File photo of Prime Minister Narendra Modi and Saudi Arabia's Crown Prince Mohammed bin Salman during a joint press conference in New Delhi | Photo: Praveen Jain | ThePrint
Text Size:

It came as a surprise but it is not surprising. When the United Arab Emirates and Israel announced that they would establish normal relations with each other, in a US-brokered agreement last week, they publicly accepted what has been obvious for several years now — that the national interests of the Emirates along with those of Saudi Arabia and many other Arab states were converging with those of Israel.

The triangular contest in the Middle East — with Iran, Turkey and Saudi Arabia vying for regional dominance — is a modern replay of older rivalries between the Persians, Ottomans and Arabs. With Israel perceiving an existential threat from Iran and being wary of once-friendly but increasingly threatening Turkey, realist logic would expect Tel Aviv to gravitate towards the Arab nations. The thorny Palestinian question long prevented an alliance between Israel and the Arab powers. Set that aside and Israel and the Arab nations become co-travellers on the road to prevent Iranian and Turkish hegemony over the Middle East.


Also read: UAE is the ‘Sparta’ of Middle-East. It needed Israel on its side to punch above weight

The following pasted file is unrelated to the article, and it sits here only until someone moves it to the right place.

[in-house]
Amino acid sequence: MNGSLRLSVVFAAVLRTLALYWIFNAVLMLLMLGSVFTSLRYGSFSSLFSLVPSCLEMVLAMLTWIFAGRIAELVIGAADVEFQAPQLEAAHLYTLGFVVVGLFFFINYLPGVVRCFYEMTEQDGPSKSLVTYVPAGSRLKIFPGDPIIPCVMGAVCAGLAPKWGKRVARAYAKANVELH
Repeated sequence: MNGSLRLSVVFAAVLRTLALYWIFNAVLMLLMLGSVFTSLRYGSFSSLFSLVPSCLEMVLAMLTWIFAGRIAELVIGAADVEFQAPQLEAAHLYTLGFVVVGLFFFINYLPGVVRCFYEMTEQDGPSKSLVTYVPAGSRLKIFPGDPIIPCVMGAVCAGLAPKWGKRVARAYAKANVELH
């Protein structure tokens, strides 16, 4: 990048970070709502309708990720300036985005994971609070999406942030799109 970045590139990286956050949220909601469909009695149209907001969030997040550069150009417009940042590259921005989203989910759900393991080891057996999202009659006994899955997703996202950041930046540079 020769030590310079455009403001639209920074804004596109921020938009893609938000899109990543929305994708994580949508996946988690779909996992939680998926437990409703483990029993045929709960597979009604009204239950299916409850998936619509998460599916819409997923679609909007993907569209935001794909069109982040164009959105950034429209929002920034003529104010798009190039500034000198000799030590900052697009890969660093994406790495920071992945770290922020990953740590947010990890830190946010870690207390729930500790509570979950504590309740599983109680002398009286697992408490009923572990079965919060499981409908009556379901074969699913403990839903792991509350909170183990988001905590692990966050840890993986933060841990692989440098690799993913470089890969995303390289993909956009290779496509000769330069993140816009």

How things change for Israel

Under the agreement, the United Arab Emirates (UAE) will establish diplomatic relations with Israel in return for the latter’s suspension of the plans to annex and change the status of some Palestinian territories. As journalist Anshel Pfeffer points out in the Haaretz, this is a diplomatic coup for the Israeli prime minister because “Benjamin Netanyahu never had a real plan for annexing parts of the West Bank. There was no timetable, no map, no draft resolution to be brought to the government or the Knesset…It is an achievement for Netanyahu that his predecessors, who were prepared to make major concessions to the Palestinians, only dreamed of – and he paid nothing for it beyond what he called the ‘temporary suspension’ of the annexation he was never going to carry out anyway.”

The corollary, of course, is that Israel’s capacity for unilateral actions in the future will be circumscribed by its diplomatic relations with the Arab world, for it will have things to lose. Indeed, it is possible to argue that Palestinian interests might be better served when more Arab countries have embassies in the Israeli capital.


Also read: Why UAE chose to normalise diplomatic relations with Israel


Saudi hand is clear

While the UAE’s decision is significant in itself, the inevitable question that follows is whether Saudi Arabia will do likewise. There are strong indications that Riyadh today is more inclined to normalise relations with Israel than it ever was. Indeed, the UAE-Israel agreement would not have been possible without Saudi Arabia’s tacit approval. Yet, there is a generational divide in the House of Saud — prominently between King Salman and Crown Prince Mohammed bin Salman — on the Palestinian issue, with the older generation taking a far more conservative approach to recognising Israel.